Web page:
Towards a greener Europe: It seems everyone wants their own Green New Deal these days. Not that we’re complaining. European Commission top dog Ursula von der Leyen took to the stage yesterday to sell her vision of Europe becoming “the world’s first climate-neutral continent” by 2050. According to von der Leyen, the European Green Deal holds the keys to the continent’s future growth.
Planes, trains and automobiles: Speaking at the Forum, HRH The Prince of Wales (Charles to his friends) launched the Sustainable Markets Council, a new initiative to improve the sustainability of financial markets. Charles (because yes, we are friends) may have flown in a private jet for part of his journey but he got a big round of applause for driving two hours along the mountain passes in an electric Jaguar, instead of by gas-guzzling helicopter. Everyone has their own cross to bear.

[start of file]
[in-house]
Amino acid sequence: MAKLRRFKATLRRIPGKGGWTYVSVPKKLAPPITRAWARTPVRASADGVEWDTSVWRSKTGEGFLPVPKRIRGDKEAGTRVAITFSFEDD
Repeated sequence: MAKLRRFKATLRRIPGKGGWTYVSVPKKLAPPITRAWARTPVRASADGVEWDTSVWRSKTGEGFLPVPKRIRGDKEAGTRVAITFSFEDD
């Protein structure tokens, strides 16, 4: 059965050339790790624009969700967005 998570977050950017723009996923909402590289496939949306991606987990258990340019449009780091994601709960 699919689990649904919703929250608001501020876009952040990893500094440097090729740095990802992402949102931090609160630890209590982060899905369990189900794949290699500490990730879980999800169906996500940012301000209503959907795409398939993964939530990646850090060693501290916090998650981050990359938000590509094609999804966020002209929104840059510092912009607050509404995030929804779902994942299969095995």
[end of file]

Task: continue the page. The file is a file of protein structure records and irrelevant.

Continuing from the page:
Pass the peace pipe: In his keynote address, Pakistan’s Imran Khan emphasized the need for resolutions to the border conflicts with India and Iran. Here’s hoping – we could do with less drama this year, and it’s still only January.
Looking ahead in politics… More European leaders will take the stage today to give their two cents on the world’s problems, including Germany’s Angela Merkel, Italy’s Giuseppe Conte and Greece’s Kyriakos Mitsotakis.
In 2020, it’s go woke or go home for corporates
Splash that cash: In a panel on CSR, Cisco’s CEO Chuck Robbins talked about inequality in Silicon Valley and told panelists that corporations can and must do more to help the communities in which they operate, and that can often mean spending rather a lot of money.